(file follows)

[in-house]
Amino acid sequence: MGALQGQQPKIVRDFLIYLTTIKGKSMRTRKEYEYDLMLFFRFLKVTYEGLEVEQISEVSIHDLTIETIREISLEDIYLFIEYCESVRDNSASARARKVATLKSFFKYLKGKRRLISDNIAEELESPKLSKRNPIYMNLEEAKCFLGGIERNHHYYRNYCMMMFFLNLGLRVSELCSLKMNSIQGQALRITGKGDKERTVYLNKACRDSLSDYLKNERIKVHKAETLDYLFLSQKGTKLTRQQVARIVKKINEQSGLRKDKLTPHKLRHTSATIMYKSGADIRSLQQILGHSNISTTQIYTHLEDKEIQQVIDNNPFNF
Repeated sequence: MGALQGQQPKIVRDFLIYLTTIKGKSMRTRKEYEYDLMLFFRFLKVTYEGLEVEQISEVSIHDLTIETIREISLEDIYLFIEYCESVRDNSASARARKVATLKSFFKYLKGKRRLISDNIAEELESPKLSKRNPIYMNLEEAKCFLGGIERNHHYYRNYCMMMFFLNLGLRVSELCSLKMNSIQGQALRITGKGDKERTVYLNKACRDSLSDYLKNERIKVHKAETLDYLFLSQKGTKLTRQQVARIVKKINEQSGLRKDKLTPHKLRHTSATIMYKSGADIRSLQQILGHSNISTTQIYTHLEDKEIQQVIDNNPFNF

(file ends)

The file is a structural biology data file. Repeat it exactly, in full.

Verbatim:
[in-house]
Amino acid sequence: MGALQGQQPKIVRDFLIYLTTIKGKSMRTRKEYEYDLMLFFRFLKVTYEGLEVEQISEVSIHDLTIETIREISLEDIYLFIEYCESVRDNSASARARKVATLKSFFKYLKGKRRLISDNIAEELESPKLSKRNPIYMNLEEAKCFLGGIERNHHYYRNYCMMMFFLNLGLRVSELCSLKMNSIQGQALRITGKGDKERTVYLNKACRDSLSDYLKNERIKVHKAETLDYLFLSQKGTKLTRQQVARIVKKINEQSGLRKDKLTPHKLRHTSATIMYKSGADIRSLQQILGHSNISTTQIYTHLEDKEIQQVIDNNPFNF
Repeated sequence: MGALQGQQPKIVRDFLIYLTTIKGKSMRTRKEYEYDLMLFFRFLKVTYEGLEVEQISEVSIHDLTIETIREISLEDIYLFIEYCESVRDNSASARARKVATLKSFFKYLKGKRRLISDNIAEELESPKLSKRNPIYMNLEEAKCFLGGIERNHHYYRNYCMMMFFLNLGLRVSELCSLKMNSIQGQALRITGKGDKERTVYLNKACRDSLSDYLKNERIKVHKAETLDYLFLSQKGTKLTRQQVARIVKKINEQSGLRKDKLTPHKLRHTSATIMYKSGADIRSLQQILGHSNISTTQIYTHLEDKEIQQVIDNNPFNF